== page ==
A new report says vaccines are the cheapest way to control the spread of infectious diseases, but they are not reaching people in the developing world.
While the latest vaccines are available to children in the developed world, the situation is very different in poorer countries. According to a joint report by the World Health Organization, the World Bank and the U.N. Children's Fund, just 50 percent of children in sub-Saharan Africa are immunized in their first year of life against diseases like tuberculosis, measles, tetanus, and whooping cough.
The report says in some developing countries fewer than one in 20 children are vaccinated.
Dr. Paul Fife of UNICEF said many developing countries are not able to buy vaccines that are widely available, and even discounted, in the industrialized world. He said UNICEF, the single largest buyer of vaccines for children, is also finding difficulty locating the needed medicines.
"Today we are basically buying for some of these vaccines anything that we can get our hands on," he said.
Dr. Fife said that next year the demand for vaccines will likely outstrip supply.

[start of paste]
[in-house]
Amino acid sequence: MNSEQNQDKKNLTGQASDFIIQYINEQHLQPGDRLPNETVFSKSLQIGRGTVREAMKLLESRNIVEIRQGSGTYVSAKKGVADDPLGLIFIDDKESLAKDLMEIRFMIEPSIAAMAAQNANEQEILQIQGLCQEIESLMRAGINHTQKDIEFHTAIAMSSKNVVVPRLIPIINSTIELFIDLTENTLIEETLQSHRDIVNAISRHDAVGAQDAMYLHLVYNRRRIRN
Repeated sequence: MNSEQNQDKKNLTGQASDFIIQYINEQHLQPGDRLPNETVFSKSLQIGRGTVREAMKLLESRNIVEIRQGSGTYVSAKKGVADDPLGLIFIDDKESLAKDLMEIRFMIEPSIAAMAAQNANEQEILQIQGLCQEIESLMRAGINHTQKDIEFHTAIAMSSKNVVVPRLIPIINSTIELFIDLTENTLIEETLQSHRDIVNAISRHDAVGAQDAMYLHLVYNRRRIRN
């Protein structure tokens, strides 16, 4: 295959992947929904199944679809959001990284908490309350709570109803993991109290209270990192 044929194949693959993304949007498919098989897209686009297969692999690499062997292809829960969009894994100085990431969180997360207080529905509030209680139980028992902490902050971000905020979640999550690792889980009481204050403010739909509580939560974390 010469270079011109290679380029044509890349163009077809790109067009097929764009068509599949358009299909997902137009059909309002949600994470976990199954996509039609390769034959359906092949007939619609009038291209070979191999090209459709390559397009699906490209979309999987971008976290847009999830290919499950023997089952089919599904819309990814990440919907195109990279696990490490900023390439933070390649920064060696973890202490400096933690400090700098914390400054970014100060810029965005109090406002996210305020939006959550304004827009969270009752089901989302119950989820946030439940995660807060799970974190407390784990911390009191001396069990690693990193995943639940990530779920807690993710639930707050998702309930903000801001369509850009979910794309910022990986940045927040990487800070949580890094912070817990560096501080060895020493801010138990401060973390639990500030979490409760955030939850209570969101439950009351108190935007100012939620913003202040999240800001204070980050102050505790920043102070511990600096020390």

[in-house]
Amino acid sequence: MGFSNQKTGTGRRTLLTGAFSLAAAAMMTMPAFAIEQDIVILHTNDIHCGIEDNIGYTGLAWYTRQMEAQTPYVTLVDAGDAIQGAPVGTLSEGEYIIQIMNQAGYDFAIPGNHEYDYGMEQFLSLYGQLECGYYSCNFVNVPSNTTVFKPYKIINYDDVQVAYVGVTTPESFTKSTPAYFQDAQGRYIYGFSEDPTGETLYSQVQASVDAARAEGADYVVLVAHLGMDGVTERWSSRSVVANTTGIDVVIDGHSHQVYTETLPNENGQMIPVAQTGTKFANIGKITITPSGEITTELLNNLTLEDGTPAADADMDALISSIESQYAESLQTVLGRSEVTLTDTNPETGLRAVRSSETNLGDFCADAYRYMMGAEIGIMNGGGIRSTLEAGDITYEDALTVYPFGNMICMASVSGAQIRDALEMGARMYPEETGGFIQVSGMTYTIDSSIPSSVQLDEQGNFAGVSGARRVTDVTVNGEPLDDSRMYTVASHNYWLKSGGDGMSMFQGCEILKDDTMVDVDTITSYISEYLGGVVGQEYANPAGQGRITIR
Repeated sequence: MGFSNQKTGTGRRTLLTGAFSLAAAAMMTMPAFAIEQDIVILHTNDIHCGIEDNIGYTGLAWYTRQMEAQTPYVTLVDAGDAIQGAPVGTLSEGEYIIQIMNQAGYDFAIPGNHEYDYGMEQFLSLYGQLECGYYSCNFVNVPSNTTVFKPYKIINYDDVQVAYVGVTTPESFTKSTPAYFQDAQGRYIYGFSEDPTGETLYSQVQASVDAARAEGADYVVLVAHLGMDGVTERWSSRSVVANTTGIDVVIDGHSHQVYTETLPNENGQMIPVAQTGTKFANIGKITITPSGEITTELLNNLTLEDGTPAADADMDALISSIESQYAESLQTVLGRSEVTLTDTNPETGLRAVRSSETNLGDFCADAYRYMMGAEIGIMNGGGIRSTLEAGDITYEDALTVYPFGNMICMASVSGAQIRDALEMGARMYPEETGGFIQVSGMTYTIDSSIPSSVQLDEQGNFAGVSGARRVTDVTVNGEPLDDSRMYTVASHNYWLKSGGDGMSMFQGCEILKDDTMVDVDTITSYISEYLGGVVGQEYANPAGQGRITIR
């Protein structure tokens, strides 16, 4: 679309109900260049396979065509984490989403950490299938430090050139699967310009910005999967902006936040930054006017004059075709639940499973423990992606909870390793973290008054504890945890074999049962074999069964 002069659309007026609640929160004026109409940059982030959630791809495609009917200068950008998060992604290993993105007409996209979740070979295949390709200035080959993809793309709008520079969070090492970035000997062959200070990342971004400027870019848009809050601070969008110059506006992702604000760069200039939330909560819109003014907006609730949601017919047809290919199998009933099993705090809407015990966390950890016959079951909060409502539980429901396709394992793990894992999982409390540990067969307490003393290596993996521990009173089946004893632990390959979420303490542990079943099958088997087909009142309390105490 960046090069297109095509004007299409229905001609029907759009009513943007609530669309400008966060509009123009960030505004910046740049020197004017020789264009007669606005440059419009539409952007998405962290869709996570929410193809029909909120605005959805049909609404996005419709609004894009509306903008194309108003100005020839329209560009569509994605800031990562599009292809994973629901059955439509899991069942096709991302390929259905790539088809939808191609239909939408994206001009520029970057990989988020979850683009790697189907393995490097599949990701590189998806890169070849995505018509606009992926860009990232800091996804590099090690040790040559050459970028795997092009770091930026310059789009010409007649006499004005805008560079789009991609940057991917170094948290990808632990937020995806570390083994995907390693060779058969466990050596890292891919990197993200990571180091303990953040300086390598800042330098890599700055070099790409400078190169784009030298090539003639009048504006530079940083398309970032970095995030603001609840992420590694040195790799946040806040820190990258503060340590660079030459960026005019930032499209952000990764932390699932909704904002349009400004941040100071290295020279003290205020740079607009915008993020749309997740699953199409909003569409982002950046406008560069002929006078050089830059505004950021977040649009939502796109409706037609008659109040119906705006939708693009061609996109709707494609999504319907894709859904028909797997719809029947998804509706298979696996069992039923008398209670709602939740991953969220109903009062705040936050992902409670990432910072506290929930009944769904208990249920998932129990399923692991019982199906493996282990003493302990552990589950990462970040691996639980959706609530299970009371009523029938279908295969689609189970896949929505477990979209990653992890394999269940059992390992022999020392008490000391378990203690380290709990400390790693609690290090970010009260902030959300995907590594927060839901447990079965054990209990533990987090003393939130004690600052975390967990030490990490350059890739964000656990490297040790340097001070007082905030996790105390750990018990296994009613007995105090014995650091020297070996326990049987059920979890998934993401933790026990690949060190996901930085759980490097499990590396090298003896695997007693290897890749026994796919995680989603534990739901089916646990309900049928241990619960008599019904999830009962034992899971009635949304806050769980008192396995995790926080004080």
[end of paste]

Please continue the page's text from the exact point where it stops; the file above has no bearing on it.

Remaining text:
The head of the World Health Organization's vaccine program, Dr. Daniel Tarantola, has said one way to address the vaccine shortage is for more production in the developing world. "There are tremendous efforts, ongoing, which I think are successful to stimulate vaccine production in developing countries that will gradually make at least the large countries, China, India, Brazil, Indonesia self-sufficient in the key vaccines to be produced. That would contribute to both bridging the gap in terms of global vaccine supply, but also lowering the cost, we hope," he said.
The report said that although the market for vaccines in developing countries is potentially huge, with more than 130 million children born there each year, drug companies target most of their vaccines to the countries of the developed world.